What can I do if my insurance company says that my son is not covered under my policy and he was in a car accident?

UPDATED: Sep 30, 2022

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What can I do if my insurance company says that my son is not covered under my policy and he was in a car accident?

My son graduated from high school last year and left my home to stay with his sister hoping to attend school near her. Once in a while, I let him borrow my car to run an errand. One day and he was hit from behind at a stop sign. The other driver did not have insurance so my insurance company stated that they would not pay for the damages because my son was not on my insurance. I explained what I stated above and they are now doing an investigation which doesnt look good. The storage fees are enormous and growing, and the car was worth about $3000. What are my options? Who pays for this?

Asked on January 13, 2016 under Accident Law, New Jersey


SJZ, Member, New York Bar / FreeAdvice Contributing Attorney

Answered 6 years ago | Contributor

1) If you believe that the insurer should pay you under the terms of your policy--that your son was just an occasional borrower of your car, and not an uncovered regular driver--you could sue the insurer for breach of contract (an insurance policy is a contract) to force them to honor their obligations. To win, you'd have to prove in court that under the facts of the case, as applied to the policy, they should pay.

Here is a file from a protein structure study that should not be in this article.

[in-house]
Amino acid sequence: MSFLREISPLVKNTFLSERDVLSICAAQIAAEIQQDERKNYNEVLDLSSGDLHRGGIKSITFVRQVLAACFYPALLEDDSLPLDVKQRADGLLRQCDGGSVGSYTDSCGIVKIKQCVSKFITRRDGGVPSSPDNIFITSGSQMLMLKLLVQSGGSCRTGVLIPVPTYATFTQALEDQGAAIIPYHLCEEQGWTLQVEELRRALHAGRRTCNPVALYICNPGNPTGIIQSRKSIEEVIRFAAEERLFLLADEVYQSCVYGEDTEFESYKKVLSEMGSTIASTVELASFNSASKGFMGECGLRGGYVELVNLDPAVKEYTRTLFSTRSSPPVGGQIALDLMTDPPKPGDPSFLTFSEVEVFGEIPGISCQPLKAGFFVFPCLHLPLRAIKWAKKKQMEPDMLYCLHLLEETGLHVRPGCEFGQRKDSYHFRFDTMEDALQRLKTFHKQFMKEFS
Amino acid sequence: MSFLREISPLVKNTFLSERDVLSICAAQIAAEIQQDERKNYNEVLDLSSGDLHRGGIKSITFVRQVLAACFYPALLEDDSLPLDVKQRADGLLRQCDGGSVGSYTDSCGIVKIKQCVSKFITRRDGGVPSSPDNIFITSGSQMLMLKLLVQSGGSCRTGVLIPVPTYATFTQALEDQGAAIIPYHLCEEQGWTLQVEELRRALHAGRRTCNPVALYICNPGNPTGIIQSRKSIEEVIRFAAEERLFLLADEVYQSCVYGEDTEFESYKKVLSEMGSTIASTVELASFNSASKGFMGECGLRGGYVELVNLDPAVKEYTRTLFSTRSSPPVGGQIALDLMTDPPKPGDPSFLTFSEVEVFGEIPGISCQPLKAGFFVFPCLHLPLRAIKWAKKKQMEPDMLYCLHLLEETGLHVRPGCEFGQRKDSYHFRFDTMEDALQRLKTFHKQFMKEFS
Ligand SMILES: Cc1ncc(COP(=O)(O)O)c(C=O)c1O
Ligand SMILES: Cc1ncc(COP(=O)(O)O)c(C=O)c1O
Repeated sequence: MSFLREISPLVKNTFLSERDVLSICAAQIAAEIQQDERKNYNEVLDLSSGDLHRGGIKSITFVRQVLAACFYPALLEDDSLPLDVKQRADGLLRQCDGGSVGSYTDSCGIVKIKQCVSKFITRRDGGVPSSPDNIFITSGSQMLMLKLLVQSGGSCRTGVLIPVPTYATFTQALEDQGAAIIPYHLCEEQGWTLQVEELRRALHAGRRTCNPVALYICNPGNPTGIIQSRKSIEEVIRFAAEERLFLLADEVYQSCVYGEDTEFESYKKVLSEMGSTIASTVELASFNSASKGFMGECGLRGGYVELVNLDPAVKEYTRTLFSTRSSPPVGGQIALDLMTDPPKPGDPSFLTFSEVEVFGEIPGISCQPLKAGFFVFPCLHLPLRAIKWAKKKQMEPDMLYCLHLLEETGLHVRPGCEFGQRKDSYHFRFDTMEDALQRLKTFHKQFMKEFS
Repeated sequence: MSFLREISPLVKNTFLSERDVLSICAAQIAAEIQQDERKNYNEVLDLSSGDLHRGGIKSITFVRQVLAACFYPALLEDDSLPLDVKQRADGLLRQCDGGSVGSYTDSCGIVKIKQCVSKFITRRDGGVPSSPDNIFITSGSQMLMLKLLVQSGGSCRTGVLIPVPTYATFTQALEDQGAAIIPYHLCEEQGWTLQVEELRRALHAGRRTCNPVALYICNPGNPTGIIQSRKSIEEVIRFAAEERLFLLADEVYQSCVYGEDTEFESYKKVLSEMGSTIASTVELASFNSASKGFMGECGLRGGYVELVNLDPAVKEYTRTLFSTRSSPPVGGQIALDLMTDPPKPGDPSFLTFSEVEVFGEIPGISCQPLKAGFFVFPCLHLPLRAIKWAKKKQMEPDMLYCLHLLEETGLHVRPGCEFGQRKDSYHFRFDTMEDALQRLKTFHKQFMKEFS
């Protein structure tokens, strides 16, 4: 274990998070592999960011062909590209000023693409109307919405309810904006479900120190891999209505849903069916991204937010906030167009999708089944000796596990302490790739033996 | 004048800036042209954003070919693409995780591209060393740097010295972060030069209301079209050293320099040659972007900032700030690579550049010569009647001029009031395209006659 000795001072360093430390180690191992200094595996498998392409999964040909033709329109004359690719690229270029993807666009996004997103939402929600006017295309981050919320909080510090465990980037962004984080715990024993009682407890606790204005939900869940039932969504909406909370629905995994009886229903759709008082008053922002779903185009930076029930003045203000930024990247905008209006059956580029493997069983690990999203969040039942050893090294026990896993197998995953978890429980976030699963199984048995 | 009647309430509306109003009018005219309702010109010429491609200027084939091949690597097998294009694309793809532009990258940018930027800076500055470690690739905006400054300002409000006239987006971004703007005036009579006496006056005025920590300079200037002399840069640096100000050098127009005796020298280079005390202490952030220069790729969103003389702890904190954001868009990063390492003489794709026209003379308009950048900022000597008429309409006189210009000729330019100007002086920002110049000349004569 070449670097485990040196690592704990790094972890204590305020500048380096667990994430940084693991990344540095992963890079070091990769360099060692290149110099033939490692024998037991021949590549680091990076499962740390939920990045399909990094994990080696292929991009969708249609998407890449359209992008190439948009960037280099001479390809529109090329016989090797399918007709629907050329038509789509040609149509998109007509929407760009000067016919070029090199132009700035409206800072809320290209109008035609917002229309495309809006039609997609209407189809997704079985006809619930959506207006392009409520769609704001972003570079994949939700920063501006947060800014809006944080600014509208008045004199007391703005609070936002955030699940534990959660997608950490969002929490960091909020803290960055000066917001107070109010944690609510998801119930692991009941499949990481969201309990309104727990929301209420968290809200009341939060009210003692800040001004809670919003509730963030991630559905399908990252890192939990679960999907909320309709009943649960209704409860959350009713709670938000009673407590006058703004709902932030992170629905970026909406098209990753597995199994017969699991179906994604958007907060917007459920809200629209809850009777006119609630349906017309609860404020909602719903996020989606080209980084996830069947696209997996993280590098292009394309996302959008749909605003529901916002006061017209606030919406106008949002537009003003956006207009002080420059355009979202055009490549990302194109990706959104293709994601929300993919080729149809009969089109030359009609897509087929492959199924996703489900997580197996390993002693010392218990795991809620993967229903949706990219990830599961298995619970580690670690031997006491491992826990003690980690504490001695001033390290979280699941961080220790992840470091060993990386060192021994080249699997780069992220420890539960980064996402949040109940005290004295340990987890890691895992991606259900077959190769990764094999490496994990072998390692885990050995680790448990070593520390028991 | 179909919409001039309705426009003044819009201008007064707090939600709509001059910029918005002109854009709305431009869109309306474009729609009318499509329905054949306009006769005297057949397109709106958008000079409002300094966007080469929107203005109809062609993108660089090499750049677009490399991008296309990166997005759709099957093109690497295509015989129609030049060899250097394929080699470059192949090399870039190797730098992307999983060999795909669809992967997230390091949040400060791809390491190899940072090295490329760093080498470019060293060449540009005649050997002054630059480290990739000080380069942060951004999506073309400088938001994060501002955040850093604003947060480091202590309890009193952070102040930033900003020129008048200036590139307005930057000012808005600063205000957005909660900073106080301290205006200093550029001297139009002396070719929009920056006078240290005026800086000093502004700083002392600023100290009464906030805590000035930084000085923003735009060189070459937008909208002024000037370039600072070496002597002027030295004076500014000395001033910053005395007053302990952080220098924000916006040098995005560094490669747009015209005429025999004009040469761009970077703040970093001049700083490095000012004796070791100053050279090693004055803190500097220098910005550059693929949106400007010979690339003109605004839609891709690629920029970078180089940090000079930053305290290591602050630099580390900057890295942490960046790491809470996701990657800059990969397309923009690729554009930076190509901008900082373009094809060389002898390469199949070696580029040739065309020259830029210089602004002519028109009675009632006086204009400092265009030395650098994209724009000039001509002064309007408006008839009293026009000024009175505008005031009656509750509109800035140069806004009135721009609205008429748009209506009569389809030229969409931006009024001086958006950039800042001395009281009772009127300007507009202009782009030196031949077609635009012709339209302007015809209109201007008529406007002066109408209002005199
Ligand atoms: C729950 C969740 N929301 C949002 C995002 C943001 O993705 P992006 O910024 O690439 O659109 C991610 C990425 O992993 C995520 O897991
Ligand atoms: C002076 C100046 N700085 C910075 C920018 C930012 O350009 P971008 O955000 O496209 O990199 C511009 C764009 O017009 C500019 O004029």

2) You could also sue the at-fault driver: not having insurance doesn't mean they might not have to pay, it just means they don't have insurance to pay for them. Of course, if they don't have money or assets, they can't pay--even if a court orders them to pay, if there's no money, there is no money.

IMPORTANT NOTICE: The Answer(s) provided above are for general information only. The attorney providing the answer was not serving as the attorney for the person submitting the question or in any attorney-client relationship with such person. Laws may vary from state to state, and sometimes change. Tiny variations in the facts, or a fact not set forth in a question, often can change a legal outcome or an attorney's conclusion. Although AttorneyPages.com has verified the attorney was admitted to practice law in at least one jurisdiction, he or she may not be authorized to practice law in the jurisdiction referred to in the question, nor is he or she necessarily experienced in the area of the law involved. Unlike the information in the Answer(s) above, upon which you should NOT rely, for personal advice you can rely upon we suggest you retain an attorney to represent you.

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